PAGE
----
Baby Care

San Antonio’s elderly are at high risk from the heat. How to help.

If you care for an elderly relative, or simply check up on a neighbor or family member from time to time, they need you now more than ever.

Why is hot weather more dangerous for old people?

As we age, our bodies don’t adjust as well to changes in temperature. The elderly also are more likely to have chronic medical conditions and to take prescription medications. Both can make it harder for the body to regulate temperature.

“Older people can have a tougher time dealing with heat and humidity,” says the National Institute on Aging. “The temperature inside or outside does not have to be high to put them at risk for a heat-related illness.”

What can I do?

If you’re responsible for an elderly person’s well-being, or simply concerned about them, the Centers for Disease Control and Prevention recommends visiting or calling them at least twice a day during heat waves.

What should I ask?

Try to determine whether your family member, friend or neighbor is drinking enough water, whether their air conditioning is working and whether they’re showing signs of heat stress.

Also, find out what medicines they’re taking and whether any of those medicines affect body temperature.

Sustained high temperatures can overwhelm a person’s ability to cool down by perspiring. Older people are at elevated risk of suffering heat exhaustion or heat stroke.

Pierre Longnus/Getty Images

What are the signs of heat-related illness?

Heat-related illnesses are known collectively as hyperthermia. The two most serious are heat exhaustion and heat stroke.

Signs of heat exhaustion are dizziness, fainting, headache, tiredness or weakness, nausea, vomiting, rapid or weak pulse, heavy sweating and cold, clammy skin.

Heat stroke is even more serious. It has all the symptoms of heat exhaustion plus very high body temperature (104 degrees or above). Someone suffering from heat stroke may be confused or even lose consciousness. Their pulse may become rapid and strong, and their skin may be flushed, hot and damp.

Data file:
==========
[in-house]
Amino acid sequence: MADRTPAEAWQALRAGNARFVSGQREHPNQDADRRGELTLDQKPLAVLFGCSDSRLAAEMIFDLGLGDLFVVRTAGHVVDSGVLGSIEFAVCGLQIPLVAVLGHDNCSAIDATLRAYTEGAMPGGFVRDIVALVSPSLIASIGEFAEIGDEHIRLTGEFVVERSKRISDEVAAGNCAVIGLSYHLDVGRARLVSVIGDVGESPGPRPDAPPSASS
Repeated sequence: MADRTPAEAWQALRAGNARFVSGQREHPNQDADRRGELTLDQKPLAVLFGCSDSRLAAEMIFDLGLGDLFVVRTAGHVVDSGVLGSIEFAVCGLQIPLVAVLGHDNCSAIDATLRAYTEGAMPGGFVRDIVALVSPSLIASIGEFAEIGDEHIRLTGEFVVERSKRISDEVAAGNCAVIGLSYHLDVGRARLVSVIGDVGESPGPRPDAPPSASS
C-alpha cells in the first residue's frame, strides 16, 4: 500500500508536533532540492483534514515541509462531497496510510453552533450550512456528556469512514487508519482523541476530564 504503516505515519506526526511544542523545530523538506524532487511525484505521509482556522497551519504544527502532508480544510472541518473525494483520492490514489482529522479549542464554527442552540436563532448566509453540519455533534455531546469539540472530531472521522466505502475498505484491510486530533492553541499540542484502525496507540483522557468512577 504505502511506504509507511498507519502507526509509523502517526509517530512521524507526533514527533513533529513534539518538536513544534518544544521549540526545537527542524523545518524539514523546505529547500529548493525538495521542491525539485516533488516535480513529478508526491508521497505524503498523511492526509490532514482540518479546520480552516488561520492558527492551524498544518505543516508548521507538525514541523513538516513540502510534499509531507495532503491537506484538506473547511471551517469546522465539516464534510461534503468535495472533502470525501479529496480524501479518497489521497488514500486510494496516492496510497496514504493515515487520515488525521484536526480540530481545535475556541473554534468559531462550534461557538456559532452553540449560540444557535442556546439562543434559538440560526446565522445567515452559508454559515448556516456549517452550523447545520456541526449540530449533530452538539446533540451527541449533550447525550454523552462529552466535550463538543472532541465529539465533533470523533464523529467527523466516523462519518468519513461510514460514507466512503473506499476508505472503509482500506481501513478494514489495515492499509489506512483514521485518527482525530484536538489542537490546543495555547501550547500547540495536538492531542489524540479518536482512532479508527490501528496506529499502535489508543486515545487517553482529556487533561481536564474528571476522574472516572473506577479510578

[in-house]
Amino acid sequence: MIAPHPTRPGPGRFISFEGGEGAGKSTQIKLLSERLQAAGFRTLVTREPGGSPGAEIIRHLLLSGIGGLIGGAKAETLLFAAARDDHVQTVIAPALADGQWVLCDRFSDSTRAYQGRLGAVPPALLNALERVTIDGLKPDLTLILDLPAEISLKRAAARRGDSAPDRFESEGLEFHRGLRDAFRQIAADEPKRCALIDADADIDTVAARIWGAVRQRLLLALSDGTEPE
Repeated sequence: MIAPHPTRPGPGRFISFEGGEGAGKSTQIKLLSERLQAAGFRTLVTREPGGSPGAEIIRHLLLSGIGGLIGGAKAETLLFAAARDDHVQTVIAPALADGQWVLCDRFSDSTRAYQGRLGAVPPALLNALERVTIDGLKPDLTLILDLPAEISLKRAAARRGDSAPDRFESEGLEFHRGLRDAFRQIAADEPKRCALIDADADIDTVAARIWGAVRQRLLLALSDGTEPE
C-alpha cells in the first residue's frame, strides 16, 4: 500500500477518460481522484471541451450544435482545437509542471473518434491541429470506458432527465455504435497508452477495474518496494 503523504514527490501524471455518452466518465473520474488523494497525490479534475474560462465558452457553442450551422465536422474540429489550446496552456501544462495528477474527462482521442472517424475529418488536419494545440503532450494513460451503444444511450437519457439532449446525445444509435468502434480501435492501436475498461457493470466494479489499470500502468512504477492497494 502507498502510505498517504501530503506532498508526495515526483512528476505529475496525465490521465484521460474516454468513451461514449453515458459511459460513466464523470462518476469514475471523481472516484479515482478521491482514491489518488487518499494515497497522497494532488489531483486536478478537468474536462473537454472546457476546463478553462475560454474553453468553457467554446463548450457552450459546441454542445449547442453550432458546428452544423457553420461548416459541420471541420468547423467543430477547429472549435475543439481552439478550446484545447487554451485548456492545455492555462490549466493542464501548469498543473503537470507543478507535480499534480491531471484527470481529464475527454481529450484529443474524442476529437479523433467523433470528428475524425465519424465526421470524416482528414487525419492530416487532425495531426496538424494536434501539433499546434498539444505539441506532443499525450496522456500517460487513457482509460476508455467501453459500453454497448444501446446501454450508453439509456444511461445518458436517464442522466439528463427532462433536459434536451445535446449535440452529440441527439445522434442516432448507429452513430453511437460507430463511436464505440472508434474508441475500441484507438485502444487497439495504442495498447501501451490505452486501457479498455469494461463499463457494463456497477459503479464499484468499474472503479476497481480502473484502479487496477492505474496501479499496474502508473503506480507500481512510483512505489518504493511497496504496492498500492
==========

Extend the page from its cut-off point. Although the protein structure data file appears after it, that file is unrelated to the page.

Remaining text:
What should I do if I see signs of heat exhaustion?

Move the person to a cool place, loosen their clothing, have them sip water and have them take a cool bath,

If the symptoms last longer than an hour or get worse, or if the person begins to vomit, summon medical assistance immediately.

What about heat stroke?

Call 911 right away. Heat stroke is a medical emergency.

While you wait for help to arrive, try to cool the person down with a wet cloth or a cool bath. Do not give them anything to drink.

How can I intervene early, before an emergency develops?

The CDC suggests you consider having a temperature sensor installed in your elderly friend or family member’s home. That way, you could monitor conditions remotely and get an early warning in the event of danger.

The agency also advises developing a care plan for an elderly person to use during a heat wave or other emergency.  The plan should include contact information for family and friends and a list of medications the person uses and their medical conditions, among other things.

There’s a CDC template for a care plan here.

Who else is at high risk from extreme heat?

Children who are 4 years old or younger, people who are overweight and those who suffer from heart, lung or kidney disease or other chronic conditions.

Pregnancy is also a risk factor, because the body has to work harder to cool both the developing baby and the mother.

What’s the best advice for avoiding heat-related illness?

For all age groups, the surest way to stay out of danger during periods of extreme heat is to avoid strenuous outdoor activity, spend as much time as possible in air-conditioned places, stay hydrated by drinking regularly (don’t wait until you feel thirsty), avoid caffeinated and alcoholic beverages, and wear light, loose-fitting clothes.

If you don’t have AC or your system dies, spend at least a few hours a day in a shopping mall, public library, senior center or other air-conditioned space. The city of San Antonio has an interactive map of cooling sites.

At home, avoid using your oven or stove to prepare meals, and don’t rely on household fans. They can make you feel more comfortable, but when the temperature gets into the high 90s, they will not protect you against heat-related illness.

And never leave children or pets in a parked car.

You can find additional tips from the CDC here and from the city’s Beat the Heat program here.

Source link

Related Articles

Back to top button